I’ve started buzzing, stumbling upon it’s activation at a browser restart. After a couple of days, I’m reconsidering the whole thing: why am I getting involved in all this?
Having been involved in innovations in social networking and online communities for a number of years, I was always going to try the latest stuff to see if it could help in my job. Little did I realise the slippery nature of all this. It is somewhat like “zapping” with your TV remote control, pointless but you somehow keep doing it until something urgent drag you away from the sofa. Before you know it you’ve spent a couple of hours watching the TV but seeing absolutely nothing. What a waste that is!
I started tweeting because I was too lazy to blog, it was just an excuse for me and I hoped to learn something in the process.
My idea of blogging has always been measured, I don’t like all the self broadcasting that goes with it, I didn’t want to write “hello world” program codes or regurgitate what others have been saying somewhere else.
I tried Google Wave and I never really found a reason to stick to it. I could imagine tons of use though, I just wasn’t ready for any of those – still am not.
Now I’ve joined Google Buzz, it’s giving me the goose bumps for it’s eerie stalker feeling. I never felt stalked like this before, it’s not due to my contact list or my friends activities, but rather it is the fact that I kept seeing a mirror reflection of my activities in many places of my Google account. Then you start to think: if I click on any link, it’s likely being broadcast. For someone who is a private person by nature, this freaks me out.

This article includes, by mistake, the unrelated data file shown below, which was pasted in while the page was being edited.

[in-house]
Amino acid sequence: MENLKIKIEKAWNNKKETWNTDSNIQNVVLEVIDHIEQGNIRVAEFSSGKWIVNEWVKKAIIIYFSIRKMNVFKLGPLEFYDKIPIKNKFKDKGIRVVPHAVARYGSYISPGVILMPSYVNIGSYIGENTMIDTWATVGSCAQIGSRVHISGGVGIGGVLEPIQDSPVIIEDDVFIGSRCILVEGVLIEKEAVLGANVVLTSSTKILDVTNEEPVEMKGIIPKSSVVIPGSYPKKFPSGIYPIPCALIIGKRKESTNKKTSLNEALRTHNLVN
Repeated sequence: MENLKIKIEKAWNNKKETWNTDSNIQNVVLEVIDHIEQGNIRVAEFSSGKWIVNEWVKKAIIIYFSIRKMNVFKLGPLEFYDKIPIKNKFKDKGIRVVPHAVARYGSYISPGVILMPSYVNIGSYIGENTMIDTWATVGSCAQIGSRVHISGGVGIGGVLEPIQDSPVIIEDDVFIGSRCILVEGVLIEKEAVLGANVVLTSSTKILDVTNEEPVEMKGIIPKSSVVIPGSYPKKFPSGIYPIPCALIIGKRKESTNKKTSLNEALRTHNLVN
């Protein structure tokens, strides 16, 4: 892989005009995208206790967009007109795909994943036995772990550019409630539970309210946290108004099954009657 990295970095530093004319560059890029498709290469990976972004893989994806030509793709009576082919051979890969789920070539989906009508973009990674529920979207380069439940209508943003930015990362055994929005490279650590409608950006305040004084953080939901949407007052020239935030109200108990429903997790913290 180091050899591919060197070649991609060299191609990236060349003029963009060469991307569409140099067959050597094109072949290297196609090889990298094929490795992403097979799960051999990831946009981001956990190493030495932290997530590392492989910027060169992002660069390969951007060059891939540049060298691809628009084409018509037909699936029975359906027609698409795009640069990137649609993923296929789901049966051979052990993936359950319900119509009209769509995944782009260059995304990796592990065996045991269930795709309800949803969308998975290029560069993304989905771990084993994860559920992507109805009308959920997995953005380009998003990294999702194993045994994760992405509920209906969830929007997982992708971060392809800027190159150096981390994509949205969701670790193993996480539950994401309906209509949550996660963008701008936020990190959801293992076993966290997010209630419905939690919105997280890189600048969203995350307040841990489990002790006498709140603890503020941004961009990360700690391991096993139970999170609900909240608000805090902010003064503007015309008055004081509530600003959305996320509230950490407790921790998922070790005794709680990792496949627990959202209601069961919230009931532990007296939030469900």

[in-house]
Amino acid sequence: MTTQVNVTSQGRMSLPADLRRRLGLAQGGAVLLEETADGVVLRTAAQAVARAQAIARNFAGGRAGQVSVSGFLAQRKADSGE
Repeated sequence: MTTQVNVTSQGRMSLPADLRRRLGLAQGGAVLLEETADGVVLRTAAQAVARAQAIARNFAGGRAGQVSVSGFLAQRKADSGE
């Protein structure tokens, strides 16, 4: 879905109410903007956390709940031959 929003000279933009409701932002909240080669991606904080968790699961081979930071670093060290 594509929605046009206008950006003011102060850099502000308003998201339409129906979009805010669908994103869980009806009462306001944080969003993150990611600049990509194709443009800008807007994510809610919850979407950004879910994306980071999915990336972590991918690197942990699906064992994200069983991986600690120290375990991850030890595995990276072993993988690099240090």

A few years ago, I’d already taken a giant step by going out there and putting pictures, comments and various things online. I could always do it again, when I get a chance, and it felt ok. But, the idea that something follows me and tells the world about what I’m doing doesn’t feel right, I have no control over it. It is bad enough that this is happening, street CCTV cameras are an example, it’s much worse when you can actually see realtime the footages. That is what is troubling, and Google seemed to have thought none of that. Of course, when you’ve not known anything else you would just adapt to it.
There you go, the bucket must stop somewhere. I’ve got nothing to hide, but I don’t want to broadcast everything either. This is a case of a feature’s default option in user’s disadvantage. That is a hindrance to user acceptance from my point of view, and Google failed in this case. This case inspires me to write an architecture principle: design for acceptance, the default features and options must cater for user’s natural preferences and behaviour.